Last Friday, City Council’s Committee on Economic, Capital and Technology Development voted to recommend that industrial developer Hilco receive a $19.7 million tax break from the Cook County Assessor’s Office for its controversial redevelopment plan for the former Crawford Generating Station in Little Village. The meeting was hastily scheduled—chairman Proco Joe Moreno didn’t file an agenda with the City Clerk’s office until after business hours on Wednesday. (Moreno was ousted by his 1st Ward constituents in last week’s election; his office did not respond to a request for comment about how the meeting was scheduled.)
Chicago is considered the birthplace of the environmental justice movement—but mayoral candidates have never really been grilled about how they would address the issue.
In his art gallery, which inhabits a small brick house at 64th and Dorchester, originally purchased by his grandfather in 1946, artist William Hill, a co-curator of the Experimental Station showcase “Environmental Concerns,” explained the project’s concept.
A new coalition of community and environmental activists met for the first time last Thursday to discuss their effort to fight pollution on the South Side. Members of four groups from McKinley Park, Little Village, Pilsen, and the Southeast Side convened in a crowded gymnasium at the Rauner Family YMCA. The impromptu meeting space was organized after attendees quickly overcrowded the small side room originally intended for the gathering.
Down the Calumet River from a former petcoke storage site, several acres of early growth trees rustle gently in the breeze. It’s one of a few areas with sustained natural growth on the northern part of the river, which snakes through the Southeast Side’s industrial corridor. Tom Shepherd, an environmental activist and longtime Southeast Side resident—and, on a recent overcast morning, the guide of a boat tour down the river—singles that parcel out as we pass by. “It’s really amazing on that property to see how nature makes its comeback,” he says.
Late in March, the Committee on Zoning, Landmarks, and Building Standards heard testimony on a piece of new legislation from 10th Ward Alderwoman Susan Sadlowski Garza. Garza’s ordinance, which passed both the committee and, the following day, City Council, regulates manganese-bearing companies in Chicago by prohibiting new facilities from being built and preventing existing ones from expanding. It also requires that companies that handle bulk materials with manganese have a 150-foot setback from areas that are zoned residential, and that manganese-bearing facilities submit quarterly reports to the Department of Planning and Development detailing the amount of manganese passing through or stored in their facility.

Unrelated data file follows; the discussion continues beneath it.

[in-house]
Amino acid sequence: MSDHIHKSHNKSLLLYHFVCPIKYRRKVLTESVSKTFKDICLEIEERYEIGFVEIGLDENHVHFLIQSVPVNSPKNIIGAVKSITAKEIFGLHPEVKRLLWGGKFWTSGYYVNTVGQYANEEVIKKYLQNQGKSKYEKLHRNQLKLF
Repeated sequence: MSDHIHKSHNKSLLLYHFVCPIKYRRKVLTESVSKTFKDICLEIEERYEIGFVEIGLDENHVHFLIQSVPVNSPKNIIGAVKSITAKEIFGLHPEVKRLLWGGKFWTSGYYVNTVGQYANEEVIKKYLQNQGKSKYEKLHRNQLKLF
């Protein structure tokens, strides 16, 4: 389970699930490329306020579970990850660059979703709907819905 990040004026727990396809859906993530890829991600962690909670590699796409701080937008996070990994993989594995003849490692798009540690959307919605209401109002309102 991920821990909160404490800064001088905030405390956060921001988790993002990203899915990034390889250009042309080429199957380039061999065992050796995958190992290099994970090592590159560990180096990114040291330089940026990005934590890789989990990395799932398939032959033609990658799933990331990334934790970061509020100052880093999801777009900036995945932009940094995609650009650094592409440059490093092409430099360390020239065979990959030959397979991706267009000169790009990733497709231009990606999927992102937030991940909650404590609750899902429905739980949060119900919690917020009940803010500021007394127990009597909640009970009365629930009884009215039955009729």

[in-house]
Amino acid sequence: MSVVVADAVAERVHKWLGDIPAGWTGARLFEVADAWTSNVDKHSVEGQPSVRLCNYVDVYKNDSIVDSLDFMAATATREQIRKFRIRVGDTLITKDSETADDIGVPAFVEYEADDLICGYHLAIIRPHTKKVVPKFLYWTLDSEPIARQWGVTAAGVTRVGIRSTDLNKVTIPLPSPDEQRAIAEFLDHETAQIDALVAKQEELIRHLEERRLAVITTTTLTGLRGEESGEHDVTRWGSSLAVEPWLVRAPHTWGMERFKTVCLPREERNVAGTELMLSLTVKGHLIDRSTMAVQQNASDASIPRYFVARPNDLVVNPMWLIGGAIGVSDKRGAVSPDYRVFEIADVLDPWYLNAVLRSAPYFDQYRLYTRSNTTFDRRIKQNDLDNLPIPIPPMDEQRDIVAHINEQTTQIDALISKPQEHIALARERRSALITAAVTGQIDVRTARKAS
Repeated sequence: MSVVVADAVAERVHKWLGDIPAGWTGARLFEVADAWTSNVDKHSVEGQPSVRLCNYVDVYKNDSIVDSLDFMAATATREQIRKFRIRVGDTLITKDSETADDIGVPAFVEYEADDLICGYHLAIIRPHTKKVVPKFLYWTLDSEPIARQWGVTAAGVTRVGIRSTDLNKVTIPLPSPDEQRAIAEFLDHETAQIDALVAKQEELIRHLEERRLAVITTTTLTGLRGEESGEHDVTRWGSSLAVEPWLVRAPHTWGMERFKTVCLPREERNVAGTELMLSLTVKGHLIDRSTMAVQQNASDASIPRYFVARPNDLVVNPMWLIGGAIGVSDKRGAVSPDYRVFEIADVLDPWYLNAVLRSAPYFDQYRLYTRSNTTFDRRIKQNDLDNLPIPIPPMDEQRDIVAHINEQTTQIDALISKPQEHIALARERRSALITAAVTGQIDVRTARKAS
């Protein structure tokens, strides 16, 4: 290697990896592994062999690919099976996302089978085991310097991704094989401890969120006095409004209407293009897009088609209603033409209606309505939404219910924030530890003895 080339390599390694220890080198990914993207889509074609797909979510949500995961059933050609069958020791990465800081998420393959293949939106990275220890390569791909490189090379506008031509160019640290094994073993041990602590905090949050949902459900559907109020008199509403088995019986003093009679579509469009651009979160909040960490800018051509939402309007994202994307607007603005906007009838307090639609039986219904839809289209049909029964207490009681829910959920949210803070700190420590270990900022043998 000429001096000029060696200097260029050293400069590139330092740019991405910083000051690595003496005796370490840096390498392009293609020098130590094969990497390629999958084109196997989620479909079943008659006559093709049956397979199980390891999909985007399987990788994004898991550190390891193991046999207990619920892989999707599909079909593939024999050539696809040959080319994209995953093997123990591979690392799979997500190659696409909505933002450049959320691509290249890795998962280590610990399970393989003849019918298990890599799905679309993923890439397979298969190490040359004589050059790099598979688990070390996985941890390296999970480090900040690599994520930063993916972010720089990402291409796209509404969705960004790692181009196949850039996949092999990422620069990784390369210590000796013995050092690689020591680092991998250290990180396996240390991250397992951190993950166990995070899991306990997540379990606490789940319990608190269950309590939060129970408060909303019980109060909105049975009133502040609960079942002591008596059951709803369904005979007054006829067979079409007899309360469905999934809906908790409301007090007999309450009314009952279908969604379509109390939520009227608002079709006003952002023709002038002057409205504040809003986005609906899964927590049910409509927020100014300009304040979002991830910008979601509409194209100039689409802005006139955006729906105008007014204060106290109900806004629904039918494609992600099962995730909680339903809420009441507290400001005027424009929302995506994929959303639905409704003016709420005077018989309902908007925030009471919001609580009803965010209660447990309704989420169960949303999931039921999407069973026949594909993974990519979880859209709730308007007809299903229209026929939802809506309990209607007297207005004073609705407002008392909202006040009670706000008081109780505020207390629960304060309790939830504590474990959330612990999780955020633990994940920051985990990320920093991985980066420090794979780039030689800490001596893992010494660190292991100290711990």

“The city’s done a good job on playing down [lead contamination] as not being a problem, while at the same time they recognize it is a problem and are doing things to mitigate it.” Troy Hernandez
“…boundaries get pushed over and over again. We see that mimicked by [birds].”
On December 14, Mayor Rahm Emanuel spent the day in Little Village. He was the center of a ribbon-cutting ceremony at the newly completed Park 553, dubbed “La Villita” by residents and journalists, where he touted the twenty-two-acre site as one of several new green spaces opened during his time in office and a major victory for the park-starved neighborhood.
Spring finally came to Chicago about a month ago, turning the lake from gray to blue and exposing endless lawns of dead grass. Continue reading